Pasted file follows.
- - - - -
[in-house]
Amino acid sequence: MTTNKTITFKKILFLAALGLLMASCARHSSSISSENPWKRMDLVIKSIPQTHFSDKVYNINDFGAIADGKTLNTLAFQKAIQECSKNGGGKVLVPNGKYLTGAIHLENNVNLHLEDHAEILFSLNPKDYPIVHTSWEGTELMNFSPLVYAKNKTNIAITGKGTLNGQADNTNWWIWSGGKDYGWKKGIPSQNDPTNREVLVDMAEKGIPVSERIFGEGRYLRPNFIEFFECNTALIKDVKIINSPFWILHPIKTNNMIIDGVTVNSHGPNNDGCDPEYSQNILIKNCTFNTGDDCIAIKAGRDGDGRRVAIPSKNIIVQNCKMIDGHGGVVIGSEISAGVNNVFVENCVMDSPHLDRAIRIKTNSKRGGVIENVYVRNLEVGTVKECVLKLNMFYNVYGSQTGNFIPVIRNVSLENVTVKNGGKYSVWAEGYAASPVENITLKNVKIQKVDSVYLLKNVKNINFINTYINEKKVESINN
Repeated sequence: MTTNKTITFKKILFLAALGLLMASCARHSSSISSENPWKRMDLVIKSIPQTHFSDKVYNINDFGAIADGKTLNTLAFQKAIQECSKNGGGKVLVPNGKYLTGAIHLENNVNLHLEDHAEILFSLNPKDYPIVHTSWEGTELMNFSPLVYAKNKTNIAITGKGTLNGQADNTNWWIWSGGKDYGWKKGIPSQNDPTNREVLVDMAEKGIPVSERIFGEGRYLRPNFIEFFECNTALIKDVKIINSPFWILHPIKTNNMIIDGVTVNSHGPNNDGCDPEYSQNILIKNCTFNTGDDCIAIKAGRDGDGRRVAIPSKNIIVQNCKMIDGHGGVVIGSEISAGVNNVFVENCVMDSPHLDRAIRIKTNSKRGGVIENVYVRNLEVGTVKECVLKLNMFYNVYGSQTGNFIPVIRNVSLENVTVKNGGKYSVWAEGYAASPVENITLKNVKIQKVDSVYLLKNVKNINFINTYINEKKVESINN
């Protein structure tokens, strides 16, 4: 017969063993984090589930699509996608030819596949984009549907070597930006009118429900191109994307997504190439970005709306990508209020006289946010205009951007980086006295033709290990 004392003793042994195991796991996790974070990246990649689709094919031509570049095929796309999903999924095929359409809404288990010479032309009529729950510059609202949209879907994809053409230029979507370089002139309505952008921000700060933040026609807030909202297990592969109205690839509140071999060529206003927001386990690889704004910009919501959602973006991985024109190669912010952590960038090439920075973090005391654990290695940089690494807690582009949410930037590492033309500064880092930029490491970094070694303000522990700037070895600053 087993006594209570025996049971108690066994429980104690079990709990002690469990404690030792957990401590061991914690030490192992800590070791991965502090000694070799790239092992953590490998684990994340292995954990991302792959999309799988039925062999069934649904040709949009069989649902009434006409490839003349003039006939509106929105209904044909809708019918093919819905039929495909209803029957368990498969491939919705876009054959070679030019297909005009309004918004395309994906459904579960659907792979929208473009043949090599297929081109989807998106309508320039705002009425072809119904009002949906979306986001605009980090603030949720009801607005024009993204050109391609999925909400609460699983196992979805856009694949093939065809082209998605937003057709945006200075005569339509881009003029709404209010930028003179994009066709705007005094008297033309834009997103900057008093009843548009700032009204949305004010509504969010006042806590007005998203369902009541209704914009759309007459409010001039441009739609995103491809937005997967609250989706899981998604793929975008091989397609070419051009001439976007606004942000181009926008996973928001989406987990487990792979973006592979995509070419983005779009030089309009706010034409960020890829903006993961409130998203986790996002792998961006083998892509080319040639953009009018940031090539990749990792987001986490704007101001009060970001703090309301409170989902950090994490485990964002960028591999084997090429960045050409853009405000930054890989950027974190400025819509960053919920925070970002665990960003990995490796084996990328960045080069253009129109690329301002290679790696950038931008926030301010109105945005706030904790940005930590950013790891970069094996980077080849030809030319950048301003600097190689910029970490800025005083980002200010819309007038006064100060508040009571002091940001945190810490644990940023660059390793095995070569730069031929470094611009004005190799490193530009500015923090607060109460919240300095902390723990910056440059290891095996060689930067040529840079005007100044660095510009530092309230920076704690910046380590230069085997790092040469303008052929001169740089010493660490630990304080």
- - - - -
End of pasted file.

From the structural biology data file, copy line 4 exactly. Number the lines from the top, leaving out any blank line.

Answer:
């Protein structure tokens, strides 16, 4: 017969063993984090589930699509996608030819596949984009549907070597930006009118429900191109994307997504190439970005709306990508209020006289946010205009951007980086006295033709290990 004392003793042994195991796991996790974070990246990649689709094919031509570049095929796309999903999924095929359409809404288990010479032309009529729950510059609202949209879907994809053409230029979507370089002139309505952008921000700060933040026609807030909202297990592969109205690839509140071999060529206003927001386990690889704004910009919501959602973006991985024109190669912010952590960038090439920075973090005391654990290695940089690494807690582009949410930037590492033309500064880092930029490491970094070694303000522990700037070895600053 087993006594209570025996049971108690066994429980104690079990709990002690469990404690030792957990401590061991914690030490192992800590070791991965502090000694070799790239092992953590490998684990994340292995954990991302792959999309799988039925062999069934649904040709949009069989649902009434006409490839003349003039006939509106929105209904044909809708019918093919819905039929495909209803029957368990498969491939919705876009054959070679030019297909005009309004918004395309994906459904579960659907792979929208473009043949090599297929081109989807998106309508320039705002009425072809119904009002949906979306986001605009980090603030949720009801607005024009993204050109391609999925909400609460699983196992979805856009694949093939065809082209998605937003057709945006200075005569339509881009003029709404209010930028003179994009066709705007005094008297033309834009997103900057008093009843548009700032009204949305004010509504969010006042806590007005998203369902009541209704914009759309007459409010001039441009739609995103491809937005997967609250989706899981998604793929975008091989397609070419051009001439976007606004942000181009926008996973928001989406987990487990792979973006592979995509070419983005779009030089309009706010034409960020890829903006993961409130998203986790996002792998961006083998892509080319040639953009009018940031090539990749990792987001986490704007101001009060970001703090309301409170989902950090994490485990964002960028591999084997090429960045050409853009405000930054890989950027974190400025819509960053919920925070970002665990960003990995490796084996990328960045080069253009129109690329301002290679790696950038931008926030301010109105945005706030904790940005930590950013790891970069094996980077080849030809030319950048301003600097190689910029970490800025005083980002200010819309007038006064100060508040009571002091940001945190810490644990940023660059390793095995070569730069031929470094611009004005190799490193530009500015923090607060109460919240300095902390723990910056440059290891095996060689930067040529840079005007100044660095510009530092309230920076704690910046380590230069085997790092040469303008052929001169740089010493660490630990304080």